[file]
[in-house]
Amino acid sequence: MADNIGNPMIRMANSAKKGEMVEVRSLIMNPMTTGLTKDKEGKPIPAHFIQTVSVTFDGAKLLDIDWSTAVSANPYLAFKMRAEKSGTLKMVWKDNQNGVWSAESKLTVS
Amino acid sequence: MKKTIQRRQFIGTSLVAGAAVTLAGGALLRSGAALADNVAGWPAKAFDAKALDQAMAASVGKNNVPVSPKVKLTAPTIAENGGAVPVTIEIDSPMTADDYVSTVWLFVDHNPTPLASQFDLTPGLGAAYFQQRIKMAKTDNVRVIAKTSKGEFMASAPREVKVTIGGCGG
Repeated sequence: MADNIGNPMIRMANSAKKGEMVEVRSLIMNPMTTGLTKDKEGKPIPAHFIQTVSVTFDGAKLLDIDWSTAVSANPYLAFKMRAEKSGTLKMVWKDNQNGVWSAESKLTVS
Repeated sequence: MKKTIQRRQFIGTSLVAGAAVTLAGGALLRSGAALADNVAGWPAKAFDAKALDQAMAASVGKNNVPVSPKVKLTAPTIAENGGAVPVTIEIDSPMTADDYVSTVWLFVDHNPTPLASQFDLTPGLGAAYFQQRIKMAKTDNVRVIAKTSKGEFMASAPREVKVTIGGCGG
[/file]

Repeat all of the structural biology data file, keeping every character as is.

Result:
[in-house]
Amino acid sequence: MADNIGNPMIRMANSAKKGEMVEVRSLIMNPMTTGLTKDKEGKPIPAHFIQTVSVTFDGAKLLDIDWSTAVSANPYLAFKMRAEKSGTLKMVWKDNQNGVWSAESKLTVS
Amino acid sequence: MKKTIQRRQFIGTSLVAGAAVTLAGGALLRSGAALADNVAGWPAKAFDAKALDQAMAASVGKNNVPVSPKVKLTAPTIAENGGAVPVTIEIDSPMTADDYVSTVWLFVDHNPTPLASQFDLTPGLGAAYFQQRIKMAKTDNVRVIAKTSKGEFMASAPREVKVTIGGCGG
Repeated sequence: MADNIGNPMIRMANSAKKGEMVEVRSLIMNPMTTGLTKDKEGKPIPAHFIQTVSVTFDGAKLLDIDWSTAVSANPYLAFKMRAEKSGTLKMVWKDNQNGVWSAESKLTVS
Repeated sequence: MKKTIQRRQFIGTSLVAGAAVTLAGGALLRSGAALADNVAGWPAKAFDAKALDQAMAASVGKNNVPVSPKVKLTAPTIAENGGAVPVTIEIDSPMTADDYVSTVWLFVDHNPTPLASQFDLTPGLGAAYFQQRIKMAKTDNVRVIAKTSKGEFMASAPREVKVTIGGCGG